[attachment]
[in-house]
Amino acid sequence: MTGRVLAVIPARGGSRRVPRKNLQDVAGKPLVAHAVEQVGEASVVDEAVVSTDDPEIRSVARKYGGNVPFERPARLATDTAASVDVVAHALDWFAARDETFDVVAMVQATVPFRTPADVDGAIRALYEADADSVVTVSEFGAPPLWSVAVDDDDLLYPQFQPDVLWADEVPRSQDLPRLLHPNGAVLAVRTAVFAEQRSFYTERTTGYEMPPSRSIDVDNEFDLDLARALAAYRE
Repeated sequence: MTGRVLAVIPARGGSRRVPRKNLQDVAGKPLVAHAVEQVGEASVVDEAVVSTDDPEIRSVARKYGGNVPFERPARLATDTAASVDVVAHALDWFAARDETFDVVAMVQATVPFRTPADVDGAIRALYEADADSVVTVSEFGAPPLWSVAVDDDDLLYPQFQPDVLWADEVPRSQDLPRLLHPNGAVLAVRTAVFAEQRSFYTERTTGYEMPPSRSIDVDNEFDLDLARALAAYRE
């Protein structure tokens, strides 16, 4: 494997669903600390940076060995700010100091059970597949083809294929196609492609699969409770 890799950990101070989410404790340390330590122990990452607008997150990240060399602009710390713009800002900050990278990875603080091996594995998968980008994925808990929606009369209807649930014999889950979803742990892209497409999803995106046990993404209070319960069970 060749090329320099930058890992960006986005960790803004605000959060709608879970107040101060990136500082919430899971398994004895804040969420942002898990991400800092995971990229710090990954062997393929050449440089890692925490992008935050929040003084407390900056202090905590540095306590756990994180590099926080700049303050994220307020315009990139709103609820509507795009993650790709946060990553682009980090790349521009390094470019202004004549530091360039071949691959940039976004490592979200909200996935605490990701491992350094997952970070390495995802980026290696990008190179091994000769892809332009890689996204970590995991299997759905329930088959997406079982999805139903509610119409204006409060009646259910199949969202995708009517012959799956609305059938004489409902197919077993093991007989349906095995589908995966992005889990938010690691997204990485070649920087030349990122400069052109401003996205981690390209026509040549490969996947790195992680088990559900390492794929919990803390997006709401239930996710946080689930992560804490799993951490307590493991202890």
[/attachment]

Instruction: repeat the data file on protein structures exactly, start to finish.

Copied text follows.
[in-house]
Amino acid sequence: MTGRVLAVIPARGGSRRVPRKNLQDVAGKPLVAHAVEQVGEASVVDEAVVSTDDPEIRSVARKYGGNVPFERPARLATDTAASVDVVAHALDWFAARDETFDVVAMVQATVPFRTPADVDGAIRALYEADADSVVTVSEFGAPPLWSVAVDDDDLLYPQFQPDVLWADEVPRSQDLPRLLHPNGAVLAVRTAVFAEQRSFYTERTTGYEMPPSRSIDVDNEFDLDLARALAAYRE
Repeated sequence: MTGRVLAVIPARGGSRRVPRKNLQDVAGKPLVAHAVEQVGEASVVDEAVVSTDDPEIRSVARKYGGNVPFERPARLATDTAASVDVVAHALDWFAARDETFDVVAMVQATVPFRTPADVDGAIRALYEADADSVVTVSEFGAPPLWSVAVDDDDLLYPQFQPDVLWADEVPRSQDLPRLLHPNGAVLAVRTAVFAEQRSFYTERTTGYEMPPSRSIDVDNEFDLDLARALAAYRE
């Protein structure tokens, strides 16, 4: 494997669903600390940076060995700010100091059970597949083809294929196609492609699969409770 890799950990101070989410404790340390330590122990990452607008997150990240060399602009710390713009800002900050990278990875603080091996594995998968980008994925808990929606009369209807649930014999889950979803742990892209497409999803995106046990993404209070319960069970 060749090329320099930058890992960006986005960790803004605000959060709608879970107040101060990136500082919430899971398994004895804040969420942002898990991400800092995971990229710090990954062997393929050449440089890692925490992008935050929040003084407390900056202090905590540095306590756990994180590099926080700049303050994220307020315009990139709103609820509507795009993650790709946060990553682009980090790349521009390094470019202004004549530091360039071949691959940039976004490592979200909200996935605490990701491992350094997952970070390495995802980026290696990008190179091994000769892809332009890689996204970590995991299997759905329930088959997406079982999805139903509610119409204006409060009646259910199949969202995708009517012959799956609305059938004489409902197919077993093991007989349906095995589908995966992005889990938010690691997204990485070649920087030349990122400069052109401003996205981690390209026509040549490969996947790195992680088990559900390492794929919990803390997006709401239930996710946080689930992560804490799993951490307590493991202890």